The assembly can also include other devices and instruments useful for endoscopic spinal surgery such as a long handled ball tip probe and a long handled tap. The probe and tap preferably have millimeter markers along their shafts that facilitate measurement through the cannula 110.

The present invention also provides endoscopic methods for stabilizing a spine in a patient. The methods include approaching a site of pathology on the spine through a cannula defining a passageway through the patient's skin and tissue to the spine. The vertebral disc at the site is excised and the vertebral body is removed through the passageway to leave a space between the endplates of the bodies of two adjacent vertebrae. A distraction device is then inserted through the passageway and into the space. The device is placed in the retracted position within the space and the device 10 is oriented so that the engaging members contact the endplates of the adjacent vertebrae. The device is then slid from the retracted position to the extended position to increase the space between the adjacent vertebrae to obtain a distracted space having a distraction distance. A fusion spacer corresponding to the distraction distance is then inserted into the distraction space. The distraction device is then removed leaving the fusion spacer in the distracted space.

The present invention shall be more concretely explained with the following examples, which are considered to be merely representative of the present invention and thus should not be considered as limiting.

EXAMPLES

This study sought to develop techniques allowing lateral exposure from the upper thoracic spine to the lateral aspect of L5 under one anesthetic and without repositioning the patient, with particular interest to fully exposing the thoracolumbar junction for the spinal canal decompression and anterior fusion.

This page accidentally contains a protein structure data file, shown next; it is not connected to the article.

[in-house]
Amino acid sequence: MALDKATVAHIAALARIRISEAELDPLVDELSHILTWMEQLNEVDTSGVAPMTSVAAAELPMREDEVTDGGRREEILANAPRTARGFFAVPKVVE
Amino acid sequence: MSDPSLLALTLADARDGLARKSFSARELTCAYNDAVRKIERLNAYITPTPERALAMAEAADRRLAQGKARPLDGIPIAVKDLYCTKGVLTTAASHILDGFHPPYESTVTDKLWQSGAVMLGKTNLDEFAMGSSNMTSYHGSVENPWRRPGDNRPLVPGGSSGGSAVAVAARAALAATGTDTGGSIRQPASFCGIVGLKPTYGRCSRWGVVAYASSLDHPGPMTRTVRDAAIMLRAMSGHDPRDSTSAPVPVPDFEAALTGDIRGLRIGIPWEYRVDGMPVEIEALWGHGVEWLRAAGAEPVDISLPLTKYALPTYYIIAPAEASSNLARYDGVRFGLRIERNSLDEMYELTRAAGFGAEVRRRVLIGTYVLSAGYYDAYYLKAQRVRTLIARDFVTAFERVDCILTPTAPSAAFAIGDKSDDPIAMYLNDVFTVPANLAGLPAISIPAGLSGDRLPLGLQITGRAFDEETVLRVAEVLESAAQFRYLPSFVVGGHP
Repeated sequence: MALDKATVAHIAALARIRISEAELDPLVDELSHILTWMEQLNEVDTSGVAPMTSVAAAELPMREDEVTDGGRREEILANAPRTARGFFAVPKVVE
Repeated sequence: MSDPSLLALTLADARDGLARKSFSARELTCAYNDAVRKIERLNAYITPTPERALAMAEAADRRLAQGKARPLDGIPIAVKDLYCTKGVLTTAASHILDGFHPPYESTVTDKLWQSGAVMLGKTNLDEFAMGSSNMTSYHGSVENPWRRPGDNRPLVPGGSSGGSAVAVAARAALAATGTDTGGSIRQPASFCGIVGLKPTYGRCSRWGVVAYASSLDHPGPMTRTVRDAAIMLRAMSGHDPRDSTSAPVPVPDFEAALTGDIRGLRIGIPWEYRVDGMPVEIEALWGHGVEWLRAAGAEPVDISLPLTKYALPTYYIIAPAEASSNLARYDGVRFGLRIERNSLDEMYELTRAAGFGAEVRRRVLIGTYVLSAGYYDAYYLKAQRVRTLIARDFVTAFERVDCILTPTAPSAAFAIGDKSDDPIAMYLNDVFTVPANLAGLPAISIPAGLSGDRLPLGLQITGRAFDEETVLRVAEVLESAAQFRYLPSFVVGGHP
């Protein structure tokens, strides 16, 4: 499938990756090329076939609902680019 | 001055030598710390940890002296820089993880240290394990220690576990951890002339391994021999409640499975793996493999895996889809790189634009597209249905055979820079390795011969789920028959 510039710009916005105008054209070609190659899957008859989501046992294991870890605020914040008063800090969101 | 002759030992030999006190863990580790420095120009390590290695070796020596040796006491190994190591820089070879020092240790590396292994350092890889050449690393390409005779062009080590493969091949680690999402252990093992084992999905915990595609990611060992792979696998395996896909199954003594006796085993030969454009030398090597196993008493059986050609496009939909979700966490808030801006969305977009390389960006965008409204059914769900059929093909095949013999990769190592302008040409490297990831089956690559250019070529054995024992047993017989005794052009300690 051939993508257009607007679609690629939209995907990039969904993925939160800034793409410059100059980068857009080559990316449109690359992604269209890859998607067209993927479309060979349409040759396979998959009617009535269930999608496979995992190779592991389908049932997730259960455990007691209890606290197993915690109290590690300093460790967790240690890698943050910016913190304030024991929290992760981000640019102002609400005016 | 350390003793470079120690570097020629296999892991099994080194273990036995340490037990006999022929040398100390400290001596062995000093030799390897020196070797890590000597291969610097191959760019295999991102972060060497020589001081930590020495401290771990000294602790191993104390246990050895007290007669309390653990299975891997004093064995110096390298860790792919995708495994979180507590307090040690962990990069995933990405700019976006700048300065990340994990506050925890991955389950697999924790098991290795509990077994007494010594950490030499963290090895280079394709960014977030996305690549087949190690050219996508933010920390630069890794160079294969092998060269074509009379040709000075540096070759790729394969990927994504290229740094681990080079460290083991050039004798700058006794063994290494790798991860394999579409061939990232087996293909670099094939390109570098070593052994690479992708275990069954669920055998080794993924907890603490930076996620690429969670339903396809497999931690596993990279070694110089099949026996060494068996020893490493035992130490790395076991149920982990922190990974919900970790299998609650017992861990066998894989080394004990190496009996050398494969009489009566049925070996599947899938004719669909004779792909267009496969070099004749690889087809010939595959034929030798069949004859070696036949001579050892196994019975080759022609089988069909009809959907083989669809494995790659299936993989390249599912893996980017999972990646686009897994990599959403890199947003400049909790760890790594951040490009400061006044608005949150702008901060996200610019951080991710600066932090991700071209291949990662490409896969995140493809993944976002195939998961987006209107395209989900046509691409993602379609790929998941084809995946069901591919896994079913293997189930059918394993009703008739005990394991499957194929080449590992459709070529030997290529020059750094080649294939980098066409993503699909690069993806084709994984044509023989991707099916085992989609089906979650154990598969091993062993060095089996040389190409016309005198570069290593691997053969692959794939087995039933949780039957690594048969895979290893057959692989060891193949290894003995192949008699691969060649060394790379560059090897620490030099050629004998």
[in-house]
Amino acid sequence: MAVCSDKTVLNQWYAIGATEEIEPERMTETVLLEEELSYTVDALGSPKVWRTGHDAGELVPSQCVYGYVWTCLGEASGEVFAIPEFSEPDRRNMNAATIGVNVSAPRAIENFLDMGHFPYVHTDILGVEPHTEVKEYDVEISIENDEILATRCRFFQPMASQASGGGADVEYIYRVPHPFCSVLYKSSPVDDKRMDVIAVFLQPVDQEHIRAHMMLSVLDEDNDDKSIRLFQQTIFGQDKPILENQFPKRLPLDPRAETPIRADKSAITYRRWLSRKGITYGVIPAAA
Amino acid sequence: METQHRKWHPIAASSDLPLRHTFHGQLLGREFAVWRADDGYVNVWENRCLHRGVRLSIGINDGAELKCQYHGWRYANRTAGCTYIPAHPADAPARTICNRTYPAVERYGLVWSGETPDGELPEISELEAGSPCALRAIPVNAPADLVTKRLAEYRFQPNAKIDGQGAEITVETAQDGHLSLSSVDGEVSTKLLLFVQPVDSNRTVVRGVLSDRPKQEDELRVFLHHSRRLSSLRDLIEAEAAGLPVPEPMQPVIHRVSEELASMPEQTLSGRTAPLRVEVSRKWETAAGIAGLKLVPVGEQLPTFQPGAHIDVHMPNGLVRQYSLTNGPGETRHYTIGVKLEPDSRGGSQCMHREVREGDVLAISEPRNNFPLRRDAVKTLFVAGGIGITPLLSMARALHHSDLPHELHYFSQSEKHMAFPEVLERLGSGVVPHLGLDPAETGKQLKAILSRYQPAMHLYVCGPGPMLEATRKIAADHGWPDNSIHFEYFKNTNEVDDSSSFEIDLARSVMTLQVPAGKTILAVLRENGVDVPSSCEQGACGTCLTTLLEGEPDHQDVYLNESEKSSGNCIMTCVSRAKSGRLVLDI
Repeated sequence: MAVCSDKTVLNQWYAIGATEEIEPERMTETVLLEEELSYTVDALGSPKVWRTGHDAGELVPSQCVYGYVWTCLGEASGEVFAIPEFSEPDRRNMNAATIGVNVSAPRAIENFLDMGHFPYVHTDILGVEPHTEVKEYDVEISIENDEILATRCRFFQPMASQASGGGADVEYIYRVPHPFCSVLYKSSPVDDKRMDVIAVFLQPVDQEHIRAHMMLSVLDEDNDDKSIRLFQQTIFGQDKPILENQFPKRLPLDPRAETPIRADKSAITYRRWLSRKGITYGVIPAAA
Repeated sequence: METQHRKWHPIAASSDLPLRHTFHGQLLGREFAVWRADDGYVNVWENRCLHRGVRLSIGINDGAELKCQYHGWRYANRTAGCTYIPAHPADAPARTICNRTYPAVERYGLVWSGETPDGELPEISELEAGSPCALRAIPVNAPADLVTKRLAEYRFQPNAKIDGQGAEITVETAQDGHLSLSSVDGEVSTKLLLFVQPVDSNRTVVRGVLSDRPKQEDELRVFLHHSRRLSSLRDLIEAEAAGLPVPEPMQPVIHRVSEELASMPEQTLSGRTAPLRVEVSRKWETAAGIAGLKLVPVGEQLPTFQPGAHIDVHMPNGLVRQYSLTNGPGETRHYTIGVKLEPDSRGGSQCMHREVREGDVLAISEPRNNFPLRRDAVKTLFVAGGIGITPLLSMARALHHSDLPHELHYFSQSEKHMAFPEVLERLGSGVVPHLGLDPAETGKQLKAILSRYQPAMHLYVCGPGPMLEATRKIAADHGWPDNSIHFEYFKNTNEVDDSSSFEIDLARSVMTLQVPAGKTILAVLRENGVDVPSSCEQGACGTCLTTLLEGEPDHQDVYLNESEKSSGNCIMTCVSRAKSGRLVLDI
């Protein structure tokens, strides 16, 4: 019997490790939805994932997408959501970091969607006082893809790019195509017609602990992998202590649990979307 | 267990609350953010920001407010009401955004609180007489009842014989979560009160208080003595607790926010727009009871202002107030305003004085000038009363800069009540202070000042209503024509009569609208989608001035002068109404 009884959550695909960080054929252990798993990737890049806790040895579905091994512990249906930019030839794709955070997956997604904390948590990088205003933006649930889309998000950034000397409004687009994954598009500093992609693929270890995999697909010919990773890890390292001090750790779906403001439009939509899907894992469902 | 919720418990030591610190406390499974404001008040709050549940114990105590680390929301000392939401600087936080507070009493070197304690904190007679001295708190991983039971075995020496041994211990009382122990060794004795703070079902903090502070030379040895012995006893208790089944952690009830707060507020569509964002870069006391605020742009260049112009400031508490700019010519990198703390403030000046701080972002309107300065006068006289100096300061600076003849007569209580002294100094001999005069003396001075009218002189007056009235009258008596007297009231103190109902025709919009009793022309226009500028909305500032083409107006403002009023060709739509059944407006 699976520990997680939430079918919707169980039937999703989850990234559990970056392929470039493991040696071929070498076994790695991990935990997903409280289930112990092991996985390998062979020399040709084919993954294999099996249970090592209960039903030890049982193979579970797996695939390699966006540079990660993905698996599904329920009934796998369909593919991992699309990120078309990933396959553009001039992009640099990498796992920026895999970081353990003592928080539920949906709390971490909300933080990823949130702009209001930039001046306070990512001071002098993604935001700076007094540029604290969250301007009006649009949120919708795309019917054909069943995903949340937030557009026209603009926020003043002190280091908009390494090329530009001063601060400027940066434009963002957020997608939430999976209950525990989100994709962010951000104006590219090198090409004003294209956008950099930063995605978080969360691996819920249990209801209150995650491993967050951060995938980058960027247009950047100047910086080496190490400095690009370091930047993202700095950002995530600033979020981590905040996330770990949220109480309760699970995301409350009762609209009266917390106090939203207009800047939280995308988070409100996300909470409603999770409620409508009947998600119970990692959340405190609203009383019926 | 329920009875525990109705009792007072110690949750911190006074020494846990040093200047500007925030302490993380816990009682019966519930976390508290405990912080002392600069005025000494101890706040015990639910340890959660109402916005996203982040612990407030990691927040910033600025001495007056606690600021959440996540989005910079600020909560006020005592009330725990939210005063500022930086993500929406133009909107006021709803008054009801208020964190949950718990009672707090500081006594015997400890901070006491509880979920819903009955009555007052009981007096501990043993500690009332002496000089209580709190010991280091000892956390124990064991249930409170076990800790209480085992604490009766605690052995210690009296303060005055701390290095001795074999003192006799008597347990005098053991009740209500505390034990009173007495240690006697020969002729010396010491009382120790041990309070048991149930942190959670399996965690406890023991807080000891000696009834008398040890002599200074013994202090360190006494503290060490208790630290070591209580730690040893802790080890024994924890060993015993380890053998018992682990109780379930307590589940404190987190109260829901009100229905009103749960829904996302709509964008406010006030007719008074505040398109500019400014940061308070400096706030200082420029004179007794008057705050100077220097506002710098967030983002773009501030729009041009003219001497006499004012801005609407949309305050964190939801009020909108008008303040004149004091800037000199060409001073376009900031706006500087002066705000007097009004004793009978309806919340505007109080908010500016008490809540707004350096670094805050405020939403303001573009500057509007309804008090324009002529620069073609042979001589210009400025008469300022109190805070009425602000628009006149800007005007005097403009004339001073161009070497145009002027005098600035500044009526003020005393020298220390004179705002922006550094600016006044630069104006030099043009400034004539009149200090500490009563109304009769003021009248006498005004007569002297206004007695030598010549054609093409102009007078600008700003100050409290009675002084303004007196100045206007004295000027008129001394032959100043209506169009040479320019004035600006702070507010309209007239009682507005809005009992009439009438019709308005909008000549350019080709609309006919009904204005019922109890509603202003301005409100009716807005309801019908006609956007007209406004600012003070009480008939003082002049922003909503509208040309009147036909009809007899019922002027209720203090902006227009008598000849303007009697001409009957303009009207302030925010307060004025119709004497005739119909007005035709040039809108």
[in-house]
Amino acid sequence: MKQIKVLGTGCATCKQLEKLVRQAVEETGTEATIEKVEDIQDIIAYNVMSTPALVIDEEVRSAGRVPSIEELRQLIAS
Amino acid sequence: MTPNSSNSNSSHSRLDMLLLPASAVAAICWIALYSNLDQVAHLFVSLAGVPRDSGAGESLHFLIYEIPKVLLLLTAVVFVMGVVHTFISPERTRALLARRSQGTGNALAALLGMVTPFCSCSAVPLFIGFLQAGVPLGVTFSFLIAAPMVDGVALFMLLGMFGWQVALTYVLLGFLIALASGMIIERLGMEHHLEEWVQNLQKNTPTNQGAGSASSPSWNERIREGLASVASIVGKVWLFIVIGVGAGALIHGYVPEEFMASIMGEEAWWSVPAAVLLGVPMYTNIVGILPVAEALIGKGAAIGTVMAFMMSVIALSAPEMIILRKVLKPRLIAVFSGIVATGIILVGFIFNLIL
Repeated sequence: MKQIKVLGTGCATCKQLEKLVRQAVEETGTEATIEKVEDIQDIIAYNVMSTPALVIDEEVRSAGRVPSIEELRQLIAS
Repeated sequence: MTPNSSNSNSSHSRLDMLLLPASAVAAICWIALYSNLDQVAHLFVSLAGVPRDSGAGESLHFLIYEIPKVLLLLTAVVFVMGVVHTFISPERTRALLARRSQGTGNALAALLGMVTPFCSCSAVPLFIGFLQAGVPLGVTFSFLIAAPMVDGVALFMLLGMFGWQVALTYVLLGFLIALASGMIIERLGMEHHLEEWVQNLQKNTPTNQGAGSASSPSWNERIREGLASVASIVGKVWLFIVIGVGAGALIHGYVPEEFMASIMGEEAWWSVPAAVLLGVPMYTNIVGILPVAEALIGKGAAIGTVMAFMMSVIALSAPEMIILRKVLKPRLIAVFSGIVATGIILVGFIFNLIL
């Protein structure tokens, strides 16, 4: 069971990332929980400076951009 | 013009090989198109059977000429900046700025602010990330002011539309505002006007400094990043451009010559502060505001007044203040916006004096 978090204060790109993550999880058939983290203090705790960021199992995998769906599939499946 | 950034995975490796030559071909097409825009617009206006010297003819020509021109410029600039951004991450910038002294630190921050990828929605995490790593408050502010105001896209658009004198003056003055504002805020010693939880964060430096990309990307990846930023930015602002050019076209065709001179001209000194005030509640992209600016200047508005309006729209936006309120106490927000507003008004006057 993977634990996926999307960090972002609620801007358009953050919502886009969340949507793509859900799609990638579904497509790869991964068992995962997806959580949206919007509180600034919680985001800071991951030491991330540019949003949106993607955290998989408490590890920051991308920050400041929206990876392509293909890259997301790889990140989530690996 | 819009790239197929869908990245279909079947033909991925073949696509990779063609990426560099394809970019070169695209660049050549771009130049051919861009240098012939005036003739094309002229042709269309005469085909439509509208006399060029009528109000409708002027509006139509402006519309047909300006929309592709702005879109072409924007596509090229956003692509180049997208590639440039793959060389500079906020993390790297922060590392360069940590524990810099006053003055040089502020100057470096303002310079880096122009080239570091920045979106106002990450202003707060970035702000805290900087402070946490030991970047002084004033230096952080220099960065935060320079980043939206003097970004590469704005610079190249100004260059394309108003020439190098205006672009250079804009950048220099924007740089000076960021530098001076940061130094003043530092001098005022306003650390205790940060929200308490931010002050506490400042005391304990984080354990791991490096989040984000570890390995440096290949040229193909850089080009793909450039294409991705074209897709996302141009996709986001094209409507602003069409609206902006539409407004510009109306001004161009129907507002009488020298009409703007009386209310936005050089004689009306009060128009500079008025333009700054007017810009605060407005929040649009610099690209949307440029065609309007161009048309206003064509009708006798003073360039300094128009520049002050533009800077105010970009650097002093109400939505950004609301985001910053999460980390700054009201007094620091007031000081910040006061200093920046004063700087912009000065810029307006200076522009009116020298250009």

Endoscopic Retroperitoneal Thoraco-Abdominal Approach to the Upper Lumbar Spine

This study consisted of two parts. The approach was developed in the laboratory using a live porcine preparation used extensively to train endoscopic surgeons in our area. The technique was then applied in the operating room with selected clinical problems.

Porcine Model

The laboratory model consisted of 27 porcine preparations over a 16-month period. Initially, we used various techniques and types of equipment to develop expertise in the approach. These included thoracoscopy, intra peritoneal exposures, retroperitoneal exposures and combination exposures. Vertebrectomy and spinal canal decompression was then added. Finally, instrumentation across a vertebrectomy was included.

Five pigs were prepared to test whether endoscopic retroperitoneal thoraco-abdominal exposure with vertebrectomy and strut graft could be accomplished without causing catastrophic spinal cord damage. The exposure was accomplished as described below. A complete excision of the L1vertebral body was performed and a strut graft of poly methyl methacrylate was placed between T12 and L2. At the conclusion of the procedure the pig was euthenized and open exposure used to observe for graft placement and evidence of injury to the neural structures. In one pig, appropriate anesthesia and analgesia was employed to allow observation spontaneous lower extremity motor function post operatively. The pig was then euthenized and open exposure used to verify graft position. In these five procedures graft position was appropriate and there was no evidence of neural injury.

HUMAN SURGICAL TECHNIQUE

Six patients were treated using the methods and devices of this invention. Table 1 describes the patients.

              TABLE 1______________________________________Patient Profiles  Patient Number        Age    Levels Exposed                        Diagnosis______________________________________ 1       20     L1-L4      Post traumatic kyphosis  2         63         T12 to L2     L1 burst fracture with                                   incomplete spinal cord injury                       3         36         T11-T12    Trauma with                      neural                                   compromise  4         16        T7 to L3      Kyphoscoliosis  5         16         T12 to L3    Idiopathic scoliosis  6         13        T4 to L3      Neuromuscular scoliosis______________________________________
Preparation

In each case, the patient was placed in the lateral position with the left side up unless the spinal deformity or pathology indicated that a right-sided approach would be advantageous. Great care was taken to position the patient vertically so that a vertical radiograph would be a perfect lateral examination. A bump was placed under the waist to level the spine if necessary so that a horizontal radiograph would be a perfect antero-posterior examination. Next, fluoroscopy was used to identify the site of pathology and choose portal sites. Generally, four portals were used. The first working portal was placed directly over the site of pathology in the anterior axillary line. The second and third working portals were placed directly over the adjacent vertebral bodies in the mid axillary line. The caudal portal was placed in the anterior axillary line two or three segments below the site of pathology.

Dissection